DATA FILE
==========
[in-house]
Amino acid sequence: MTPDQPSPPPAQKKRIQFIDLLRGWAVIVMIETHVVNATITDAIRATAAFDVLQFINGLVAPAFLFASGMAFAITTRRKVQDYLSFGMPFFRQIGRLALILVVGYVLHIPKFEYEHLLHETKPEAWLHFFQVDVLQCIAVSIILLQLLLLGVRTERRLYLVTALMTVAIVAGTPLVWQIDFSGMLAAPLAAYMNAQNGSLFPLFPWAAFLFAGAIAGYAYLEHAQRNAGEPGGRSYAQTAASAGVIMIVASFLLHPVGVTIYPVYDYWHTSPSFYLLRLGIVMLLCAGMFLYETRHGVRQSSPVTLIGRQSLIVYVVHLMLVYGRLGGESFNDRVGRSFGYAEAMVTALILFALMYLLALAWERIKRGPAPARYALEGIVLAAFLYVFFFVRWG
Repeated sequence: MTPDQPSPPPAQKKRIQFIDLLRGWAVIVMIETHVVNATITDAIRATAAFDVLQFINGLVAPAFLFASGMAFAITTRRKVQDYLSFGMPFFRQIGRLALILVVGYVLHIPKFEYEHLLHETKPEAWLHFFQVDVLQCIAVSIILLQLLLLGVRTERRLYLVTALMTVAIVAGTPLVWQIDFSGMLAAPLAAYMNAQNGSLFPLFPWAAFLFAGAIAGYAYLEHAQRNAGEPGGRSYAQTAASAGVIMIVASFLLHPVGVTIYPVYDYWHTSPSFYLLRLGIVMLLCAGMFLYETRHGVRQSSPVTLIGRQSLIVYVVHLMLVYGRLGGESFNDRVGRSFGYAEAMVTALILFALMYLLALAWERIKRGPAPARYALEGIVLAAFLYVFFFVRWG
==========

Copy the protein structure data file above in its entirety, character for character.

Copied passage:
[in-house]
Amino acid sequence: MTPDQPSPPPAQKKRIQFIDLLRGWAVIVMIETHVVNATITDAIRATAAFDVLQFINGLVAPAFLFASGMAFAITTRRKVQDYLSFGMPFFRQIGRLALILVVGYVLHIPKFEYEHLLHETKPEAWLHFFQVDVLQCIAVSIILLQLLLLGVRTERRLYLVTALMTVAIVAGTPLVWQIDFSGMLAAPLAAYMNAQNGSLFPLFPWAAFLFAGAIAGYAYLEHAQRNAGEPGGRSYAQTAASAGVIMIVASFLLHPVGVTIYPVYDYWHTSPSFYLLRLGIVMLLCAGMFLYETRHGVRQSSPVTLIGRQSLIVYVVHLMLVYGRLGGESFNDRVGRSFGYAEAMVTALILFALMYLLALAWERIKRGPAPARYALEGIVLAAFLYVFFFVRWG
Repeated sequence: MTPDQPSPPPAQKKRIQFIDLLRGWAVIVMIETHVVNATITDAIRATAAFDVLQFINGLVAPAFLFASGMAFAITTRRKVQDYLSFGMPFFRQIGRLALILVVGYVLHIPKFEYEHLLHETKPEAWLHFFQVDVLQCIAVSIILLQLLLLGVRTERRLYLVTALMTVAIVAGTPLVWQIDFSGMLAAPLAAYMNAQNGSLFPLFPWAAFLFAGAIAGYAYLEHAQRNAGEPGGRSYAQTAASAGVIMIVASFLLHPVGVTIYPVYDYWHTSPSFYLLRLGIVMLLCAGMFLYETRHGVRQSSPVTLIGRQSLIVYVVHLMLVYGRLGGESFNDRVGRSFGYAEAMVTALILFALMYLLALAWERIKRGPAPARYALEGIVLAAFLYVFFFVRWG